This is working towards objective 1.
First shown, 8pm, Thurs 20th October 2016.
“Anne Robinson looks good for a woman of 72, but she works hard at it. She’s been on a diet for most of her life, has had a facelift, goes on an expensive biannual detox, exercises nearly every day, has her hair done once a week and spends lots of money on her clothes.
But aren’t younger generations under even more pressure to look good than ever before? She meets the make-up addicts who spend more time getting ready for a night out than on the night itself, a couple of gym obsessives in pursuit of Instagram followers and a young man going under the knife in the hope that he will be ‘perfect’ one day.
Anne wants to know why we’re all so obsessed with our appearance and what’s wrong with being ugly anyway? As a counterpoint to those who are obsessed with their looks she meets some people who very definitely aren’t – from the naturists who let it all hang out, to the young comedian speaking out against body shaming, to outspoken actress Miriam Margolyes who tries to coax Anne to eat more than a lettuce leaf over lunch. Anne also dons a niquab for a day to experience the rare feeling of what it’s like to not be judged on her looks at all.
She also gives two men the chance to delve into each other’s grooming routines. Alex hides his insecurities by wearing up to ten beauty products at a time, while Danny’s idea of grooming is washing his face with water and brushing his teeth. What can they learn from their very different approaches to maintaining their appearance?”
Couple 1 (Lanon and Millie)
- Lanon, 22, Personal Trainer
- Millie, 20, Aspiring Fitness Model
- Below shows several short transcriptions which I found particularly interesting and resonated with in regards to the influence which social media has upon this particular couple. I found it very interesting also that it was more so the male, Lanon, whom seemed to care more about his image, highlighting a rise in male interests in their looks and self awareness. The amount of control involved in their diets, exercise routines and lifestyles is evidenced heavily the in the documentary, and shows the input required to gain ‘likes’ on Instagram.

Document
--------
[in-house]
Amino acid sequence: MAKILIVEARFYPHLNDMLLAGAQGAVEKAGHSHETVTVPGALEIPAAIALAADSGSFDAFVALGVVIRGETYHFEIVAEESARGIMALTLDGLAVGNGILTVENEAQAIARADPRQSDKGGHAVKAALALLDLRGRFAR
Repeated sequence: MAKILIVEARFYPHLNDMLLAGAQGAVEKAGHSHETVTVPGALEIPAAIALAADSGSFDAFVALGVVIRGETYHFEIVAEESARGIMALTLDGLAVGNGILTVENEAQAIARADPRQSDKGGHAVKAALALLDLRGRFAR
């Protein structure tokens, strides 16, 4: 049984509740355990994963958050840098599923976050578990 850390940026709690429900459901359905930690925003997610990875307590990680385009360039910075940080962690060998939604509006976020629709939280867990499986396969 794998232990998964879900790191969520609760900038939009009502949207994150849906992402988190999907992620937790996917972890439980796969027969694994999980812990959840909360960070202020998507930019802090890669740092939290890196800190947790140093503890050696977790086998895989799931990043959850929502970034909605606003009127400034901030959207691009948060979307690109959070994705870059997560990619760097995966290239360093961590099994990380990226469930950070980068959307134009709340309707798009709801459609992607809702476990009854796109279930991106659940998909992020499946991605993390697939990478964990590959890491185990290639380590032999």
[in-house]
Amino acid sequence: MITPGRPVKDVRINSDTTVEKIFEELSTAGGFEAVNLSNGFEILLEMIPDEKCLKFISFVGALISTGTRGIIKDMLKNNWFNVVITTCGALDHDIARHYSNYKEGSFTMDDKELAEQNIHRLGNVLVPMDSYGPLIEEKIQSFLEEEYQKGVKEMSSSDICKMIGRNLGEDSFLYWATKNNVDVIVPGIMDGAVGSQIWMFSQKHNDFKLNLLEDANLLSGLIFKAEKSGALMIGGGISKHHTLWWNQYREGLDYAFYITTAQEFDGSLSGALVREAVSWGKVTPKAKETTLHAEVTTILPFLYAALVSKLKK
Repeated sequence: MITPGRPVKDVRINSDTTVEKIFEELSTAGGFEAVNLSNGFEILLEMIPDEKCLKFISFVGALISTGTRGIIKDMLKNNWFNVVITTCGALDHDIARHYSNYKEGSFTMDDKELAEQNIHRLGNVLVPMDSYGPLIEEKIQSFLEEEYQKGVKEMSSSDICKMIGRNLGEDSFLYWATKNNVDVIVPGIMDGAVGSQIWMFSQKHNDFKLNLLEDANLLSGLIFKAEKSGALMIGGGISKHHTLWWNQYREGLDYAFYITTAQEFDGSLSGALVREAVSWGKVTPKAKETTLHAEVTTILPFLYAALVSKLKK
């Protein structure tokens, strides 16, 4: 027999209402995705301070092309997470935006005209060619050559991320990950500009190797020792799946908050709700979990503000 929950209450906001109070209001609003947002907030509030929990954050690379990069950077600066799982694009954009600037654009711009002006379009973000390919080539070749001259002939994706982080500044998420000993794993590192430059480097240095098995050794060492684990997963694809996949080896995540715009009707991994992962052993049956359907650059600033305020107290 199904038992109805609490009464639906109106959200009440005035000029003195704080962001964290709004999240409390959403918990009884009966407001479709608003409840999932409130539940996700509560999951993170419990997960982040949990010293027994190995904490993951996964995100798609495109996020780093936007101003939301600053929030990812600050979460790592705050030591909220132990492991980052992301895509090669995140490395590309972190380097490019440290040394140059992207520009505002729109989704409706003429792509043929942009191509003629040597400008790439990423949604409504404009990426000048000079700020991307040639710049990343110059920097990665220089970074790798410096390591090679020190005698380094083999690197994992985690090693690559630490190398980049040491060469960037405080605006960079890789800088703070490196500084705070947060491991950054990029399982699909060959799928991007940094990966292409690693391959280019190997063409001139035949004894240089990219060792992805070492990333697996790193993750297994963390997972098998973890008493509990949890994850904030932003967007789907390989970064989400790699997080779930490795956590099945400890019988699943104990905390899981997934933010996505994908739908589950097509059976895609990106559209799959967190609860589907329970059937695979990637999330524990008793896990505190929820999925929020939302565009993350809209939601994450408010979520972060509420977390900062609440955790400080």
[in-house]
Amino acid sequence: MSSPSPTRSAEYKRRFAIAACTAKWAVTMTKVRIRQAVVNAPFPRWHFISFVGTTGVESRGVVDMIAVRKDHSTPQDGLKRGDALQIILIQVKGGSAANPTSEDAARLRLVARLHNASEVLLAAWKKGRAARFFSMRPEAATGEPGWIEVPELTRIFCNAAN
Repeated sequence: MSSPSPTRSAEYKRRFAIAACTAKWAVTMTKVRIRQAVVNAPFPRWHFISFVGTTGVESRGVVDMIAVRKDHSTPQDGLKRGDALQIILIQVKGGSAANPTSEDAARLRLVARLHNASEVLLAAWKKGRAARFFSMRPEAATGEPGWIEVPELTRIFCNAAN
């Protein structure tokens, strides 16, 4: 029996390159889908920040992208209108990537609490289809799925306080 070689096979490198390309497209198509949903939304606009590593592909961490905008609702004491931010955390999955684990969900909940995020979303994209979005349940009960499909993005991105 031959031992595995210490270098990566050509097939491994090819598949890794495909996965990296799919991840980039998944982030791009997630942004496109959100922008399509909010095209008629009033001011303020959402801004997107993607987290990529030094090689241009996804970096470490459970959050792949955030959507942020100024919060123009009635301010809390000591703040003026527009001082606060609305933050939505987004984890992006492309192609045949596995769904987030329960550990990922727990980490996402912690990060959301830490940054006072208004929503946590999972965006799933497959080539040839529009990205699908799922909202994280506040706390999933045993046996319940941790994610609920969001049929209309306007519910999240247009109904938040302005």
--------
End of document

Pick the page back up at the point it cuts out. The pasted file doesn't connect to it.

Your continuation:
- Another point I took away from this was the denial in that what they are doing, particularly Lanon is ‘natural’. A topic which has raised several times throughout the documentary, and has also arisen both in my research and readings of ‘Barbie Culture’, by Mary F. Rogers, and conversations around the idea of a ‘controlled natural look’ whereby one uses makeup in a minimal manner and still denotes this as ‘natural’; whereby actually, natural would be wearing no makeup at all.
- The desire and need to be deemed as attractive and ‘accepted’ also came into context during the dialogue below, whereby 10k followers allows you to be ‘rated’ better as a model, or whereby you have to gain your boyfriends approval of your in order to be happy with your body yourself.
- I also found it interesting that Millie noted that since she has focused more on her body, she has become more critical, self-aware and conscious, stating she would ‘do anything to cover up’ parts of her body she didn’t like.
- Social media has become a daily part of their life – using the Boomerang app to create loop videos for Instagram, and taking “hundreds” of selfies everyday.
- Overall, the main key point I took from the conversation Anne had with this couple is that, social media has had a profound affect on what they think they need to achieve physically in order to achieve their career goals, be happy with their bodies and get noticed for magazine articles. Ultimately, both were aiming for fame, and quite clearly playing the game, manipulating their bodies and endorsing social media to their advantage.